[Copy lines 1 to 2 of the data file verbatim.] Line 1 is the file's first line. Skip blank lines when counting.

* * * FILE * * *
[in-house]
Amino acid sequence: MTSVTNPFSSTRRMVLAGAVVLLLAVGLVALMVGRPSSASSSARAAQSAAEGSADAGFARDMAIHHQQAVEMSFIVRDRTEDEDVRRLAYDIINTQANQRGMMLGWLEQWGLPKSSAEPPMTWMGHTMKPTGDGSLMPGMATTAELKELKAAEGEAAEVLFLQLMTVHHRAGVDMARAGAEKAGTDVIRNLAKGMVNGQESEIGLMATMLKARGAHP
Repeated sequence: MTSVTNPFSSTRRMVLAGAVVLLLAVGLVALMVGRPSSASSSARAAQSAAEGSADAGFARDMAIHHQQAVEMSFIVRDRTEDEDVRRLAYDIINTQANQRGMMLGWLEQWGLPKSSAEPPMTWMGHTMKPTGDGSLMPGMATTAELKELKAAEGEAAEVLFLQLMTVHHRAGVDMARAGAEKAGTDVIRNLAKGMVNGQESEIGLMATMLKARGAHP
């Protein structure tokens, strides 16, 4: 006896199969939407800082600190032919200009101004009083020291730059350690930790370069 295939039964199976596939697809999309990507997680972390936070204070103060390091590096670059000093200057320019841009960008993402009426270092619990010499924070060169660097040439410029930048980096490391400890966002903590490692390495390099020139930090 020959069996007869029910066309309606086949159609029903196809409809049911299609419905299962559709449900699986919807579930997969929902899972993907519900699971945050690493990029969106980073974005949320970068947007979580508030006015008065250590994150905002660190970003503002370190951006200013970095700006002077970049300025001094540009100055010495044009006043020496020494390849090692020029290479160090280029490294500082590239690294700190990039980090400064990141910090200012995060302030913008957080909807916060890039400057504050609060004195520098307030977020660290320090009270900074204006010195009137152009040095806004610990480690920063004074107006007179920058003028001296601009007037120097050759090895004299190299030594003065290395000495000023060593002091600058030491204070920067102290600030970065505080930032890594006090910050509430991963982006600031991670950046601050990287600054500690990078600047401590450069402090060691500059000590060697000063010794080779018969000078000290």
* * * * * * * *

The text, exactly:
[in-house]
Amino acid sequence: MTSVTNPFSSTRRMVLAGAVVLLLAVGLVALMVGRPSSASSSARAAQSAAEGSADAGFARDMAIHHQQAVEMSFIVRDRTEDEDVRRLAYDIINTQANQRGMMLGWLEQWGLPKSSAEPPMTWMGHTMKPTGDGSLMPGMATTAELKELKAAEGEAAEVLFLQLMTVHHRAGVDMARAGAEKAGTDVIRNLAKGMVNGQESEIGLMATMLKARGAHP